Open letter to Prime Minister Stephen Harper:
When I look at the financial crisis and the bailouts on the table for the automakers, I am concerned about where this will all end.
The Big Three all have plants in Mexico and when they shut down a plant there it will bring much greater suffering than a shutdown here.
Our friends in Mexico take the brunt of any downturn. Autoworkers there used to start at US$4.50 an hour. Last summer the $4.50 was cut to $1.50 an hour; that is a 2/3 cut in pay (http://www.local707caw.ca/Mexico.pdf).
There is no way that our autoworkers would take this kind of cut.
When the Mexican auto plants were started under NAFTA, the idea was to raise wages in Mexico. But as we see, those with little or no voice take the hardest cuts – $1.50 an hour makes $12 a day. Milk is more than $4 for four litres.
We know that at those kinds of wages young children are not drinking milk.
Having just spent four months in Mexico, I know it is possible to live on $10-12 a day; but if anything goes wrong, those people are in big trouble.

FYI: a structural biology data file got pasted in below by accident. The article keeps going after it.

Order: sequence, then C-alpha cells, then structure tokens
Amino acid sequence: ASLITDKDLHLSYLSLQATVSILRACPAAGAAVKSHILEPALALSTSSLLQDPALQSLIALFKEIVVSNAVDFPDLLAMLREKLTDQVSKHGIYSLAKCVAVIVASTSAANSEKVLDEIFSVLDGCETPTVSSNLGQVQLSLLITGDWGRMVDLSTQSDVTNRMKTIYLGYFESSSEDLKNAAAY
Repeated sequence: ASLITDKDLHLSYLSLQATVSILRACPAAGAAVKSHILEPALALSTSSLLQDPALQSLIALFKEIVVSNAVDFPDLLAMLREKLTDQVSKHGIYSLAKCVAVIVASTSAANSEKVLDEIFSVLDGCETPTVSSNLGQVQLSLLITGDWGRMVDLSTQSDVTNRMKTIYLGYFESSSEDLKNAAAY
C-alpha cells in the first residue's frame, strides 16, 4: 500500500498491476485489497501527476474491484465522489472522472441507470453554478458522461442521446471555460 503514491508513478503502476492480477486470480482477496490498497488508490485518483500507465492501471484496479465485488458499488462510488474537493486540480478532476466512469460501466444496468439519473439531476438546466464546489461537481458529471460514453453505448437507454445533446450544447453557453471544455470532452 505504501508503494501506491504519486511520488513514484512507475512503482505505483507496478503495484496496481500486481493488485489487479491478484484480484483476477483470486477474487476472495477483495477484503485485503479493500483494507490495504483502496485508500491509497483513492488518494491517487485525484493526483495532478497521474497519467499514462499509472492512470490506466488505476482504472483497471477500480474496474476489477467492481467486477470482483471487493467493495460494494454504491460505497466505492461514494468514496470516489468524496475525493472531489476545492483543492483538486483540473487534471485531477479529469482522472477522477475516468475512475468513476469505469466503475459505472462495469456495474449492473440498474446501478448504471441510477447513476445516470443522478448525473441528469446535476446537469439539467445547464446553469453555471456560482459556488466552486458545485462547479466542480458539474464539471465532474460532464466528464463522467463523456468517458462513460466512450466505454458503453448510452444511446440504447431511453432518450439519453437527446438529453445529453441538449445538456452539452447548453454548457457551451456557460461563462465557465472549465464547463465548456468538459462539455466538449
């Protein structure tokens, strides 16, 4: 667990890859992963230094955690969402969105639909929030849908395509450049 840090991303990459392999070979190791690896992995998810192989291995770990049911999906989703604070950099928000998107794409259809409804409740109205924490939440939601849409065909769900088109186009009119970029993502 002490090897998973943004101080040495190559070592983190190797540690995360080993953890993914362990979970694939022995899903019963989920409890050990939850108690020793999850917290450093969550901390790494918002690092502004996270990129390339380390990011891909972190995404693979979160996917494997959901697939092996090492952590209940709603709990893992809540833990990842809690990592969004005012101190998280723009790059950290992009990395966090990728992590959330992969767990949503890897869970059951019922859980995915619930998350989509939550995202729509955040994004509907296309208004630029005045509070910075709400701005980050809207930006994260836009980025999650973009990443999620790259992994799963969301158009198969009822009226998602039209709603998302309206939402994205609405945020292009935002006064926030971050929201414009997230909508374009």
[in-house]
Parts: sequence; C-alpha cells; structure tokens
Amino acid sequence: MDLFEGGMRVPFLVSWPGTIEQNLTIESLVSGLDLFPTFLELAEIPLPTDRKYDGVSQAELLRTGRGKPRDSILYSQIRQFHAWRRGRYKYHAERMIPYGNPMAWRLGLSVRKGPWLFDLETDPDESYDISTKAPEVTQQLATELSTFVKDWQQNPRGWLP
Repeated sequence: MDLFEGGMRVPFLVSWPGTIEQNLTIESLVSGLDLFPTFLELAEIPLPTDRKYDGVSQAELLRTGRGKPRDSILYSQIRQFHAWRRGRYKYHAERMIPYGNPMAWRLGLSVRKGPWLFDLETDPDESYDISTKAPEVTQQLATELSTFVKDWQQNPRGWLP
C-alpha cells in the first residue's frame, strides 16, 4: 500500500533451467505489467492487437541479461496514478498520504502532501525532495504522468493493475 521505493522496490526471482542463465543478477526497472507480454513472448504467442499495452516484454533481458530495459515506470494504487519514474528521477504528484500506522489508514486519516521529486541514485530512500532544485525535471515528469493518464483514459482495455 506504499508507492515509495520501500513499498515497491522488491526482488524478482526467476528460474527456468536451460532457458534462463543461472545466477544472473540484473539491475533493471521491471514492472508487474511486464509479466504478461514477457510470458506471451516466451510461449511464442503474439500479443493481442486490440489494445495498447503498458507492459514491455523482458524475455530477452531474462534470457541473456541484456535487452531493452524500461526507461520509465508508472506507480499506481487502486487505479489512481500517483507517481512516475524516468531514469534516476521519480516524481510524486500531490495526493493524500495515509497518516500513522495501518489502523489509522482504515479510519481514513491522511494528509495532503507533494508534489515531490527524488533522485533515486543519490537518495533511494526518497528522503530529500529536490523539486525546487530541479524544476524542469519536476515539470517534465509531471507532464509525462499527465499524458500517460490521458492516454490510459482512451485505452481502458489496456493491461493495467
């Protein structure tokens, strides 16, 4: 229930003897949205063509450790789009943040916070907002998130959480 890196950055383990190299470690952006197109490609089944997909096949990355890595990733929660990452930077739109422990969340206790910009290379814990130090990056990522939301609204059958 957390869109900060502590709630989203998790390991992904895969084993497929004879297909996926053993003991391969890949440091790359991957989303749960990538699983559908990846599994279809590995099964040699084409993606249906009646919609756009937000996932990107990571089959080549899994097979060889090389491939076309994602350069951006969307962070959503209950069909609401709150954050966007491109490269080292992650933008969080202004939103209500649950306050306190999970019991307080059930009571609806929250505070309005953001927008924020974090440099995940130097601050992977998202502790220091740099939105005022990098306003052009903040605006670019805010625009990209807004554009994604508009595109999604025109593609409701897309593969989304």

There is no help from social services. And at those wages, there will be little or nothing put aside for a rainy day.
Our autoworkers have had the chance to put away a lot of money in the past.
Here is my modest proposal. When we are in negotiations with the automakers, part of the deal should be that they reinstate wages in Mexico as part of the deal.
We have an obligation to see that we are not paying poverty wages to the makers of our goods.
The car or truck you are driving may well be made for $1.50 an hour instead of $35, or more.
Ask your dealer where it was made, or there should be a sticker in your vehicle that says where it was made. Someone has to speak for those whose voice is not heard, and who will it be if it is not us?
It seems to me that this is a good time to raise our voices.
We know the system the way it was did not work well for most of the world. It brought the wealth of the many into the hands of the few, who use it for their own good.
If we believe in justice, then we need to have the moral voices (read faith communities) at the table giving direction to what should happen in the future.
We need a system where the human is more important than the bottom line.
Let our voices be heard.